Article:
The end game is being played out for the Mugabe regime in Zimbabwe.
The country is bankrupt; Government workers have not been paid; the main hospital in Harare has cancelled elective surgery in an effort to husband its dwindling stock of drugs; unemployment is more than 80 per cent and rising.
In recent days desperate protestors have taken to the streets in a rare show of defiance towards the country’s 92-year-old President Robert Mugabe. They were quickly dispersed by supporters of Mugabe’s Zanu PF Party, some say with the use of live ammunition.
Last week Minister of Finance, Patrick Chinamasa made one last attempt to pull the country back from the brink.
Presenting his mid-year Budget review to Parliament, Chinamasa said that in the first six months of the year 97 per cent of the nation’s revenue went to pay the wages of the bloated Public Service. He announced plans to slash 25,000 public sector jobs and cancel the end of year ‘13th cheque’ bonus of a month’s pay which has been a tradition since colonial times.
Yet almost before the country had time to absorb this information, the edict came out from the presidential mansion overturning everything the Minister had said. There would be no job cuts and the bonus would be paid as usual.
Chinamasa, an experienced senior lawyer who has sought to re-engage with Western diplomats and international funds, such as the World Bank and International Monetary Fund, might have expected this — a similar move a year ago was also overturned by Mugabe.
As a result payments to Government workers throughout the first half of 2016 have often been weeks late, although the president has been keen to ensure the army and police were always at the front of the line in order to keep them onside.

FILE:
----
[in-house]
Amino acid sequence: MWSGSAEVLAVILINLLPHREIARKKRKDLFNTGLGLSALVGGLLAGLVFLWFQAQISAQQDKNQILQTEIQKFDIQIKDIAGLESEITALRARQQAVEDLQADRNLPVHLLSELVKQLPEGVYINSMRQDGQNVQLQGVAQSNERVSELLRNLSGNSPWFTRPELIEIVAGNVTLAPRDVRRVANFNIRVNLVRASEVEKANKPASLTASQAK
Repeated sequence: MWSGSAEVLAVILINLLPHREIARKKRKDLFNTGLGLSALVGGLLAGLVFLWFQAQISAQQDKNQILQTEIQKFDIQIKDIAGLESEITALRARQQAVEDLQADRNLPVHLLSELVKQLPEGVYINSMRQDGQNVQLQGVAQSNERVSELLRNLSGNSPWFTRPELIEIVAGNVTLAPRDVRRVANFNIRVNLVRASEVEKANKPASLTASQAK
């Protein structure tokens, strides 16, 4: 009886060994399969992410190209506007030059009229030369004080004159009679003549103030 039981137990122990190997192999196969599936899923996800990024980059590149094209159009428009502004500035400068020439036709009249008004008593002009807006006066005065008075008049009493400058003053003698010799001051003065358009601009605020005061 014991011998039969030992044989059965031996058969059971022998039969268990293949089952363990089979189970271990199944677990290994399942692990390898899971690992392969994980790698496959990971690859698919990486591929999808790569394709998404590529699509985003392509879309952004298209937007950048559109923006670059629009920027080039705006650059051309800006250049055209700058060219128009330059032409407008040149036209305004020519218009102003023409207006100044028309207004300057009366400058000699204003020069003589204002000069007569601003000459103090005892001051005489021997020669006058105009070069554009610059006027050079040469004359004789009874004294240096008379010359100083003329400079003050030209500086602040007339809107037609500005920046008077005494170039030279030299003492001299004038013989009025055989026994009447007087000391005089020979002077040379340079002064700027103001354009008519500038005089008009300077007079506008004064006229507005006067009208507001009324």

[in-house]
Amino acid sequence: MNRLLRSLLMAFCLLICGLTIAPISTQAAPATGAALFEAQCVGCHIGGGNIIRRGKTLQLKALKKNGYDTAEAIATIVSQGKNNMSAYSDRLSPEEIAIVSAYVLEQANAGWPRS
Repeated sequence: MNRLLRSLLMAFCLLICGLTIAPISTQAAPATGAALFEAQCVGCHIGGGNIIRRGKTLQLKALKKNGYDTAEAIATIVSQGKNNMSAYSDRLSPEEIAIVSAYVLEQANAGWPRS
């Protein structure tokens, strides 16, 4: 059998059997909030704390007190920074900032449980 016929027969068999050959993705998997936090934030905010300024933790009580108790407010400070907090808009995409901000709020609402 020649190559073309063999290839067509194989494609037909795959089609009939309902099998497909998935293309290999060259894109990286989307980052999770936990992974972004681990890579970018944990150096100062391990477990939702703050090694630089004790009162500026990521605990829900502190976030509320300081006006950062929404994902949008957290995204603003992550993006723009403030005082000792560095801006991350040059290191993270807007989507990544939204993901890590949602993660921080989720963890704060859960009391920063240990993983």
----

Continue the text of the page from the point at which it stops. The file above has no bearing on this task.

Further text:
Mugabe can also reply on the support of roughly 70,000 Zanu PF party members which he keeps on the public payroll. Officially public servants, they do little or no work, but can be relied on to get out on the streets to break up any sign of popular discontent with the regime.
Former Minister of Finance Tendai Biti tried to reduce the number of these ‘ghost workers’ as they are known in Zimbabwe, but ran into the same presidential opposition as his successor.
Given Mugabe’s age, discussion about the succession is rife. There is growing support for 70-year-old Vice President Emmerson Mnangagwa, who is believed to have the best chance of re-engaging with the international community and securing the investment the country so desperately needs.
However Mugabe, who seems bent on retaining control of the country from beyond the grave, favours his wife Grace (51), known for her lavish lifestyle but with little administrative experience.
A key figure in the struggle against colonialism, Mugabe became Prime Minister after independence in 1980 and president in 1987; as such he is the only leader most Zimbabweans have ever known.
He took over a nation ravaged by sanctions and civil war, but with the potential to become one of the most prosperous in Africa. Instead, decades of his mismanagement have driven the country and its people into the ground.
Under different circumstances his name could have ranked alongside Nelson Mandela as one of the heroes of African liberation. Instead he will be seen as a throwback to the feudal concept of the absolute ruler regarding the nation and its people as his personal property.
That will be the sad legacy of Robert Gabriel Mugabe — and that is the tragedy of the ruined Zimbabwe he will leave behind.